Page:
China wants to put ties with South Korea back on a "normal track", President Xi Jinping said on Friday, but Beijing also urged Seoul to respect its concerns and resolve tensions over the deployment of a U.S. anti-missile system that it opposes.
The Chinese president told Mr Lee on Friday: "We're willing to work with South Korea to preserve the hard-won results, properly handle disputes, put China-South Korea relations back onto a normal track".
At a meeting here, Xi highlighted the importance of bilateral ties to the new South Korean Special Envoy for China, Lee Hae-chan, and hoped that Beijing and Seoul can "safeguard the hard won achievements made in the development of bilateral ties".
Chinese official media quoted Xi as saying China is committed to resolving any issues through dialogue and coordination. They were believed to have held talks on prospects for containing North Korea's missile and nuclear weapons activities as well as the economic fallout over the deployment in South Korea of the US missile defense system called THAAD. Xi, in his turn, invited Moon to visit Beijing.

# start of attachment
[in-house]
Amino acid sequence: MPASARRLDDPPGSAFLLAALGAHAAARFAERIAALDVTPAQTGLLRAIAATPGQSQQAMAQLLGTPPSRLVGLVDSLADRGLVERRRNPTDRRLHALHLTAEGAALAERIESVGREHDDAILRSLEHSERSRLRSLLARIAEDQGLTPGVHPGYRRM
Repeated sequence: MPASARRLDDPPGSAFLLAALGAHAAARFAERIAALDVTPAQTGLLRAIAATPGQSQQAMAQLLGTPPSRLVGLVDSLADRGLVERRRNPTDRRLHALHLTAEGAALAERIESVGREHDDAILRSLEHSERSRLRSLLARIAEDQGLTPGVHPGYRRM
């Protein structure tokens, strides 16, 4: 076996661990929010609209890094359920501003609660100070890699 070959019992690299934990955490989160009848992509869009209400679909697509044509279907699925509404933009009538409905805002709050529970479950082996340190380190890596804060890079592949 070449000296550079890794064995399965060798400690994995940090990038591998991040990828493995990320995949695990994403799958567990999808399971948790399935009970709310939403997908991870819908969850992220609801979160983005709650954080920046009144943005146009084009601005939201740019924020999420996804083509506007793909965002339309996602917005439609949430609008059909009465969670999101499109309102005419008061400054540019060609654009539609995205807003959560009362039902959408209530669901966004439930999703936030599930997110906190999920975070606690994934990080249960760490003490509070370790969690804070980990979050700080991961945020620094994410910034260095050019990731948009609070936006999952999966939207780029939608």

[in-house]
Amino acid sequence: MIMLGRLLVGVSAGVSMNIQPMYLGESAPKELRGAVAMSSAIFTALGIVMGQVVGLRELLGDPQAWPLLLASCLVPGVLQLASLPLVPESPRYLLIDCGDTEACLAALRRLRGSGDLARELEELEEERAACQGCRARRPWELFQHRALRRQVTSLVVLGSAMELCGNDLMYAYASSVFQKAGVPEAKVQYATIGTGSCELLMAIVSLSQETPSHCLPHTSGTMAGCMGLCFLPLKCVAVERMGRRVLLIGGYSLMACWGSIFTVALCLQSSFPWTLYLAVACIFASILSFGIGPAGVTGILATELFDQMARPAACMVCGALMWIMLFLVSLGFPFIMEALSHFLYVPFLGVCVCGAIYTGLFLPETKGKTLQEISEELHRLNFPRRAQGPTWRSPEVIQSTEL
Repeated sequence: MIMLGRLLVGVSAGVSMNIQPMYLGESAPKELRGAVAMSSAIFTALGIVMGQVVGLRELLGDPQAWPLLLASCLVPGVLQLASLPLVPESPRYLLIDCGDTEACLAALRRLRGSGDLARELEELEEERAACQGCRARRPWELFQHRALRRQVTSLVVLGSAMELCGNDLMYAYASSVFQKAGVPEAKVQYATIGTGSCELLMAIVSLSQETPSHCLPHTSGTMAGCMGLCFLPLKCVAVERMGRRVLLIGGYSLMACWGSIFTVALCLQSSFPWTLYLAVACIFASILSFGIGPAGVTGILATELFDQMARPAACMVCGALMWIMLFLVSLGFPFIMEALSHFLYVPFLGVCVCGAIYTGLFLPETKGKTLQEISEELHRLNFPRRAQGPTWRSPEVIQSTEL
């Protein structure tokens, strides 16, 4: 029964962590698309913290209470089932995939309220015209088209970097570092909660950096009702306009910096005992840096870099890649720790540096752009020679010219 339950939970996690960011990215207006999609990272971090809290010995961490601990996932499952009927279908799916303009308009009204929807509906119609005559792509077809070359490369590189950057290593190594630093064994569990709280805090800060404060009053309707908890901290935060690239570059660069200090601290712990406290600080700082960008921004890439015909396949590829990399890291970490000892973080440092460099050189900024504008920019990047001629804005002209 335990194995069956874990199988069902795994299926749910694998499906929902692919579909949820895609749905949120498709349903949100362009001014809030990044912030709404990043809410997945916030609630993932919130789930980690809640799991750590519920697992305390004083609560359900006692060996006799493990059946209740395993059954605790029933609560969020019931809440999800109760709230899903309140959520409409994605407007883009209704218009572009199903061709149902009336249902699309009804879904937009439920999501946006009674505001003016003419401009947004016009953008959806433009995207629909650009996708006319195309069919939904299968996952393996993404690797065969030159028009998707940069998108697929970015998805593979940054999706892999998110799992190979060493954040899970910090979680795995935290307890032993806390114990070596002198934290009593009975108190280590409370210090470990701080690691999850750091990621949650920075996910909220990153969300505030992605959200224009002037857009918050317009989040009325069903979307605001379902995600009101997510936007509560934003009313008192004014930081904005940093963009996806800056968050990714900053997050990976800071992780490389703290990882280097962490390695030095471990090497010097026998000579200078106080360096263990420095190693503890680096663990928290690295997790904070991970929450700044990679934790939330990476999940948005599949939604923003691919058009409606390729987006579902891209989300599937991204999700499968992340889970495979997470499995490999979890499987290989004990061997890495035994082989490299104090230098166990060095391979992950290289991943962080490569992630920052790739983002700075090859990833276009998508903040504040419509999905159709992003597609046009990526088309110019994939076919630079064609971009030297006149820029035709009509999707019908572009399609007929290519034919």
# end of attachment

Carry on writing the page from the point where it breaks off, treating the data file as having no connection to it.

Lee also delivered Moon's letter, expressing his gratitude for last week's phone call and congratulations on the president's inauguration.
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Seoul and Washington have argued that the missile system is aimed at North Korean aggression, while China sees it as a threat to its own security.
North Korea claims the missile is a new medium-long range ballistic rocket capable of carrying a heavy nuclear warhead.
South Korea has complained that some of its companies doing business in China have faced discrimination in retaliation for the THAAD deployment.
While North Korea regularly tests shorter range missiles, it is also working to master the technology needed to field nuclear-tipped missiles that can reach the United States mainland.
China's top diplomat, Foreign Minister Wang Yi, on Thursday reiterated calls for its dismantling. "Seoul needs to make a choice between deploying THAAD and resuming Sino-South Korean relations".
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